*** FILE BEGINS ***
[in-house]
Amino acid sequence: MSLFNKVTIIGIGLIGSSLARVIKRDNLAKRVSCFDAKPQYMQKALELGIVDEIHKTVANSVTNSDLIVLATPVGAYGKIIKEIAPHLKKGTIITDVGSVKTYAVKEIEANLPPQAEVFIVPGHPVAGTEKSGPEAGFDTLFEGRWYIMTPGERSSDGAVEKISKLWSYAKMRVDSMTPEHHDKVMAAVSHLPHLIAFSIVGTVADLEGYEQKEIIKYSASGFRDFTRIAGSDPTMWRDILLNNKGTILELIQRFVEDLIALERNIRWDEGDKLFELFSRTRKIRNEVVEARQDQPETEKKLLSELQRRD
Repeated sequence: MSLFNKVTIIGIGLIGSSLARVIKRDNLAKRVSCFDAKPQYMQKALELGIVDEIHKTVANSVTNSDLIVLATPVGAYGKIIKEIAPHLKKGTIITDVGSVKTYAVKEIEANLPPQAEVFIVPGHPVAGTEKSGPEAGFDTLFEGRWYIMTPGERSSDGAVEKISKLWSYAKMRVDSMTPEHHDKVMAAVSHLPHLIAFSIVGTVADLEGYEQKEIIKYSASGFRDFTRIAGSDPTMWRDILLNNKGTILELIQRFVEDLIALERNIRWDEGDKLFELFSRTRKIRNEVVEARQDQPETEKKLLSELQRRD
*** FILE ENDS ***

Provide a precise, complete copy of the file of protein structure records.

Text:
[in-house]
Amino acid sequence: MSLFNKVTIIGIGLIGSSLARVIKRDNLAKRVSCFDAKPQYMQKALELGIVDEIHKTVANSVTNSDLIVLATPVGAYGKIIKEIAPHLKKGTIITDVGSVKTYAVKEIEANLPPQAEVFIVPGHPVAGTEKSGPEAGFDTLFEGRWYIMTPGERSSDGAVEKISKLWSYAKMRVDSMTPEHHDKVMAAVSHLPHLIAFSIVGTVADLEGYEQKEIIKYSASGFRDFTRIAGSDPTMWRDILLNNKGTILELIQRFVEDLIALERNIRWDEGDKLFELFSRTRKIRNEVVEARQDQPETEKKLLSELQRRD
Repeated sequence: MSLFNKVTIIGIGLIGSSLARVIKRDNLAKRVSCFDAKPQYMQKALELGIVDEIHKTVANSVTNSDLIVLATPVGAYGKIIKEIAPHLKKGTIITDVGSVKTYAVKEIEANLPPQAEVFIVPGHPVAGTEKSGPEAGFDTLFEGRWYIMTPGERSSDGAVEKISKLWSYAKMRVDSMTPEHHDKVMAAVSHLPHLIAFSIVGTVADLEGYEQKEIIKYSASGFRDFTRIAGSDPTMWRDILLNNKGTILELIQRFVEDLIALERNIRWDEGDKLFELFSRTRKIRNEVVEARQDQPETEKKLLSELQRRD